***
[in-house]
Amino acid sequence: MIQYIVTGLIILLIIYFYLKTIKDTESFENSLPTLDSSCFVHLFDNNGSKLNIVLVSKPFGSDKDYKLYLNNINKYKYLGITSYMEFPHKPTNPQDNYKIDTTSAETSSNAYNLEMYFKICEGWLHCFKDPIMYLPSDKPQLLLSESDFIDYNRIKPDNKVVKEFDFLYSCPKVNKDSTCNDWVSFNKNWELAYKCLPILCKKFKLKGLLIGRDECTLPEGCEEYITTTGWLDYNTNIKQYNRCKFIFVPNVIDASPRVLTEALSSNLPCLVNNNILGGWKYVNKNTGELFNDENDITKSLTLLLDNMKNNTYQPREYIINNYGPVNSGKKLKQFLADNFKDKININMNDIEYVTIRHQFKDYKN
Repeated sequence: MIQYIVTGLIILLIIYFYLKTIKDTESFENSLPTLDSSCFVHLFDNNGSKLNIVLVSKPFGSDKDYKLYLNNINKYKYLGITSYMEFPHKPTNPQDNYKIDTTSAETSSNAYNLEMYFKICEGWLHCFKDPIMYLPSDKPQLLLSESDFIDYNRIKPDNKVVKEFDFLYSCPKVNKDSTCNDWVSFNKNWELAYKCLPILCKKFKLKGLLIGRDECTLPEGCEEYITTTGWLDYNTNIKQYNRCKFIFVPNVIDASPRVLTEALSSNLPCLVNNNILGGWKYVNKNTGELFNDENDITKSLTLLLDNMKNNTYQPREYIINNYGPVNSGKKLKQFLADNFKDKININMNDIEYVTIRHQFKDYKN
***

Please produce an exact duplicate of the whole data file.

[in-house]
Amino acid sequence: MIQYIVTGLIILLIIYFYLKTIKDTESFENSLPTLDSSCFVHLFDNNGSKLNIVLVSKPFGSDKDYKLYLNNINKYKYLGITSYMEFPHKPTNPQDNYKIDTTSAETSSNAYNLEMYFKICEGWLHCFKDPIMYLPSDKPQLLLSESDFIDYNRIKPDNKVVKEFDFLYSCPKVNKDSTCNDWVSFNKNWELAYKCLPILCKKFKLKGLLIGRDECTLPEGCEEYITTTGWLDYNTNIKQYNRCKFIFVPNVIDASPRVLTEALSSNLPCLVNNNILGGWKYVNKNTGELFNDENDITKSLTLLLDNMKNNTYQPREYIINNYGPVNSGKKLKQFLADNFKDKININMNDIEYVTIRHQFKDYKN
Repeated sequence: MIQYIVTGLIILLIIYFYLKTIKDTESFENSLPTLDSSCFVHLFDNNGSKLNIVLVSKPFGSDKDYKLYLNNINKYKYLGITSYMEFPHKPTNPQDNYKIDTTSAETSSNAYNLEMYFKICEGWLHCFKDPIMYLPSDKPQLLLSESDFIDYNRIKPDNKVVKEFDFLYSCPKVNKDSTCNDWVSFNKNWELAYKCLPILCKKFKLKGLLIGRDECTLPEGCEEYITTTGWLDYNTNIKQYNRCKFIFVPNVIDASPRVLTEALSSNLPCLVNNNILGGWKYVNKNTGELFNDENDITKSLTLLLDNMKNNTYQPREYIINNYGPVNSGKKLKQFLADNFKDKININMNDIEYVTIRHQFKDYKN